When: None of the men show any sign of wearing their hair in the braided queue, so the photo was taken later than 1911.
There's a man on the right who may help us:
He's moving too quickly to see him very clearly, but we can make out his straw boater and light-coloured shoes. I found this description of when the straw boater was in fashion:
"The popularity of the boater reached its height during the period 1880-1930, though it was already in decline by the end of the First World War, after which it was eclipsed by the panama and the trilby." 
An internet search didn't show any sign of light-coloured shoes as fashionable in the 1910s, but they were in the 1920s and 30s. 
I think this photo was more likely to be from the 1920s than the 1930s - we'll have to look at where we are to explain why.
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Thanks for helping, David
Where: Definitely on the north shore of Hong Kong island, as we can see Lion Rock just to the right of the funnel. Yesterday I took a photo of the skyline for comparison, as seen from Kennedy Town:
We're clearly on the seafront but we can't see any tram lines in the road, which suggests somewhere along Connaught Road. If that's right, the clue I think points to the 1920s is the rough ground in the bottom-left corner of the photo. It suggests the ground hadn't been built on yet, but by the end of the 1920s all the new plots along the reclamation had been filled in with new buildings.
Then where along Connaught Road?
At the far left is the entrance to a pier. Unfortunately the edge of the photo isn't very clear, but it might still give us a clue:
For more clues, let's turn to...
What: Can anyone recognise the ship in the background? It is flying three flags altogether, and though the one on the right isn't clear, we can make out some details of the left and centre flags:
The left flag looks like the Red Ensign, which makes this a British ship. Does the second flag give you any ideas about the shipping company?
The other question I have about the ship is whether it is moored parallel to the seafront, or at right-angles to it. I've gone back and for between the two. I ended up highlighting the ship and the pier:
I think the ship is moored at the pier, and the pier is at right-angles to the seafront. It must just be the camera angle that has me confused. (I'd also wondered if the ship was sailing to or from the pier, and so was at an angle to it. But the ship can't be moving as there isn't any smoke from its funnel, so I gave up on that idea.)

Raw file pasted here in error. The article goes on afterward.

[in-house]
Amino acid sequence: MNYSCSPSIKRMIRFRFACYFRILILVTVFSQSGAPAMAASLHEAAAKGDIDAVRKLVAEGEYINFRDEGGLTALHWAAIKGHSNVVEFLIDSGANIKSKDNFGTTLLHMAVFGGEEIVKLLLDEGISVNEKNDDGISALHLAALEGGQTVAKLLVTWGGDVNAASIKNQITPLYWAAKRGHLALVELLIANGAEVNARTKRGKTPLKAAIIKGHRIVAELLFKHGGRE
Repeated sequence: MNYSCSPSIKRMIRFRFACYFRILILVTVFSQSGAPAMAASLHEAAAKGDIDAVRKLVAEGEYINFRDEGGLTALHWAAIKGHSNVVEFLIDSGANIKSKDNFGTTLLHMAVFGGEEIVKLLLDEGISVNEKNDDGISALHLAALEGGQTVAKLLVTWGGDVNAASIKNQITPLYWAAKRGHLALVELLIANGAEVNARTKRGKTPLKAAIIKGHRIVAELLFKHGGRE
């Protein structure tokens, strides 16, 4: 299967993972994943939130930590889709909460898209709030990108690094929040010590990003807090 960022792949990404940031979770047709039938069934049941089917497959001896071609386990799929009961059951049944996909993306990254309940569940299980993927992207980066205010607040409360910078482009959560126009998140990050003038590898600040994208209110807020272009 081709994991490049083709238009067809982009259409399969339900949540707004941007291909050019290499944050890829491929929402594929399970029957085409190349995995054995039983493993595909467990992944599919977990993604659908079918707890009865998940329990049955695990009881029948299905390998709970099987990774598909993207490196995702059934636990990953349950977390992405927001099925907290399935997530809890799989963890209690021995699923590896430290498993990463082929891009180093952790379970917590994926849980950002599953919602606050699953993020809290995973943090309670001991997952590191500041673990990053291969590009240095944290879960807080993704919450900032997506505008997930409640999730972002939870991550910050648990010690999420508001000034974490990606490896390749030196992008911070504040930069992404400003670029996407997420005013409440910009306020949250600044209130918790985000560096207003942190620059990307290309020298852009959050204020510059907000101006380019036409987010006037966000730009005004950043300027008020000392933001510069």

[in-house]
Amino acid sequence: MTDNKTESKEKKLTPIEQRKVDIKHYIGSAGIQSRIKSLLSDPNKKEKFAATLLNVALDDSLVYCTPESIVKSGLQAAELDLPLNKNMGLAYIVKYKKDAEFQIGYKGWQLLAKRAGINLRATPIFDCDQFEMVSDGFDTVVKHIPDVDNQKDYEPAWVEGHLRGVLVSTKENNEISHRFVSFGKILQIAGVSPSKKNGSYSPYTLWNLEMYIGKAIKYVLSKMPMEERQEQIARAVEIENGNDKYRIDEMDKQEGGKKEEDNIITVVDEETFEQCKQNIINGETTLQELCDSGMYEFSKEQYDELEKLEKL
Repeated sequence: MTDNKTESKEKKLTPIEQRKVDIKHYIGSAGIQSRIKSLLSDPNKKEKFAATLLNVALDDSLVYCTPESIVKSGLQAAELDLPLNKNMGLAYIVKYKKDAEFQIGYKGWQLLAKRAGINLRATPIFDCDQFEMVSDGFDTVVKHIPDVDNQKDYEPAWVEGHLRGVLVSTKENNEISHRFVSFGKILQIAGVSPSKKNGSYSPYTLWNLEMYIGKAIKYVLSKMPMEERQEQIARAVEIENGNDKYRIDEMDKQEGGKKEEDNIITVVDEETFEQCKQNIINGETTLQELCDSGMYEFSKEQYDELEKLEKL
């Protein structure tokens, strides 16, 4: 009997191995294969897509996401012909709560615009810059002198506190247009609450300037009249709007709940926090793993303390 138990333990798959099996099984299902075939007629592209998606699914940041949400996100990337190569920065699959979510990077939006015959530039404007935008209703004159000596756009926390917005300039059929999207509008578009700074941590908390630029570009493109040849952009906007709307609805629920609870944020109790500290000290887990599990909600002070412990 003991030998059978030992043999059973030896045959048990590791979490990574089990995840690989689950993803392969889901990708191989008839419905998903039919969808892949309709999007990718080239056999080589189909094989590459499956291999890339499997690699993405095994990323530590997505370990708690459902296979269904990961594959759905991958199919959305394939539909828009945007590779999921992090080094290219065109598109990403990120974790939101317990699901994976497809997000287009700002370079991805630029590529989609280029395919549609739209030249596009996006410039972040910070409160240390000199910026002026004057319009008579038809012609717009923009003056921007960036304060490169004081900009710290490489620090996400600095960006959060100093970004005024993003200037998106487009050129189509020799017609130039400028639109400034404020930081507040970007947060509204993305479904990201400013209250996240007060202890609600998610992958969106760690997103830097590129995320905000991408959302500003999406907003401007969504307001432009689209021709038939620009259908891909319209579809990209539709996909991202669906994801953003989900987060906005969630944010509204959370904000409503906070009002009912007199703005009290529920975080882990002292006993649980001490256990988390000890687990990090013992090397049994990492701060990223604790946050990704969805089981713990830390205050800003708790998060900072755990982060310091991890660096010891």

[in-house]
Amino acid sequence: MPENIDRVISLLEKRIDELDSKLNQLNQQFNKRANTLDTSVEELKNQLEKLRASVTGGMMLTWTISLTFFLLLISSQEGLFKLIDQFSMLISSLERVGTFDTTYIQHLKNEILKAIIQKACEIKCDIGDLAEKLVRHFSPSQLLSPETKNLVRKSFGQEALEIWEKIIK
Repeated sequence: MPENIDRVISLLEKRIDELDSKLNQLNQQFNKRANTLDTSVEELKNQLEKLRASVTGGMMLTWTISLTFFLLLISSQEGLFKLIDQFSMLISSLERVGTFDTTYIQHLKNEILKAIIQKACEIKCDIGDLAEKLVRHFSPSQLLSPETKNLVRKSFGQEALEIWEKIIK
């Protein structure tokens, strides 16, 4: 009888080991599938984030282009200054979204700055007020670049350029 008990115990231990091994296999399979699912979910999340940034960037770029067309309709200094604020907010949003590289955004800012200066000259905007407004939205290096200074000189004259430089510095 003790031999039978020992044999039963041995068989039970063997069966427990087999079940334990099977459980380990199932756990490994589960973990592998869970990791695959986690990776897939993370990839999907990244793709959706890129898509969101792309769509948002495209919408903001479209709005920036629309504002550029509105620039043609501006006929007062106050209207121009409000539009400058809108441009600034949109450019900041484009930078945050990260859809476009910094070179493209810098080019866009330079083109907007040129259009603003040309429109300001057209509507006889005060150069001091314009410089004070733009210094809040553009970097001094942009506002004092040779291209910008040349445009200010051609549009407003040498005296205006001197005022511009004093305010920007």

Who: Many of the men in the crowd are rickshaw-pullers, watching for potential customers.
I'm not sure if the customers are coming from the big ship in the background though. The men are looking down at the smaller boats along the harbour wall. I think they're hoping for customers from those smaller boats. (We can't see much of the smaller boats, but we know they're there from their masts.)
I've ended up with more guesses than facts this week! Please leave a comment below if you can spot any good clues to firm up what we know about the photo.
Photo ref: ED004
Also on Gwulo.com this week:
- A history of the Straw Boater: http://tragicocomedia.com/2011/05/04/loved-and-loathed-the-straw-boater…
- Mens' shoes in the 1920s and 30s: http://www.vintagedancer.com/1920s/mens-1920s-and-1930s-shoes-styles/
Sean reminded me that John Olson wore a straw boater in this photo taken about 1917/18:
The Harbour's Edge
I think the old photo was taken from Connaught Road, Central.
Firstly, due to the direction the harbour wall faces. If we assume all the people are standing on the edge of the harbour wall, then it's facing somewhere south of Lion Rock in peninsular Kowloon, i.e. the photographer and the harbour wall must have been facing roughly north-east. The map at www.gwulo.com/atom/14601 shows the stretch of Connaught Road to the west of Blake Pier in Central initially faces this north-east direction, but then gradually curves away from Kowloon, facing north in Sheung Wan and Sai Ying Poon, and eventually north-west in Shek Tong Tsui and Kennedy Town.
Secondly, the hills in the distance. The three biggest are, from left to right;
- Beacon Hill, between the rear mast and funnel of the big ship.
- Lion Rock, just to the right of the funnel.
- Tates Cairn (I think), behind the front mast.
These three have a similar appearance when viewed from various places on Hong Kong Island. The key to where the old photo was taken from is the small triangular peak above the "w" in the gwulo watermark. I think it's Needle Hill, situated in the Shatin Valley. It's much further from Hong Kong Island than the Kowloon Hills, so its position in relation to them changes when viewed from different positions on the Island. The best old photo I can find with Needle Hill positioned in the same relative position as in David's old photo is at;
Taking the different angles into account, I'd say that it supports the idea of David's old pic being taken on Connaught Road in Central.
Like David, I'm confused by the apparent angle of the big ship and the piers to the waterfront in his photo. I can't identify the big ship, but note that its funnel appears to be painted in a single dark colour. The funnels of the ships of the Douglas Steamship Co. Ltd. were painted all black and used Douglas Pier situated on Connaught Road, Central so that's a possibility ( http://www.theshipslist.com/ships/lines/douglas.shtml ).
Thanks GW, looks like we're
Thanks GW, looks like we're agreed on Connaught Road.
We might get lucky with the shed at the left of the photo. One distinctive feature is the small roof poking out from behind the main roof. I took a look through the photos we have (searched for connaught or praya), but didn't see any obvious matches.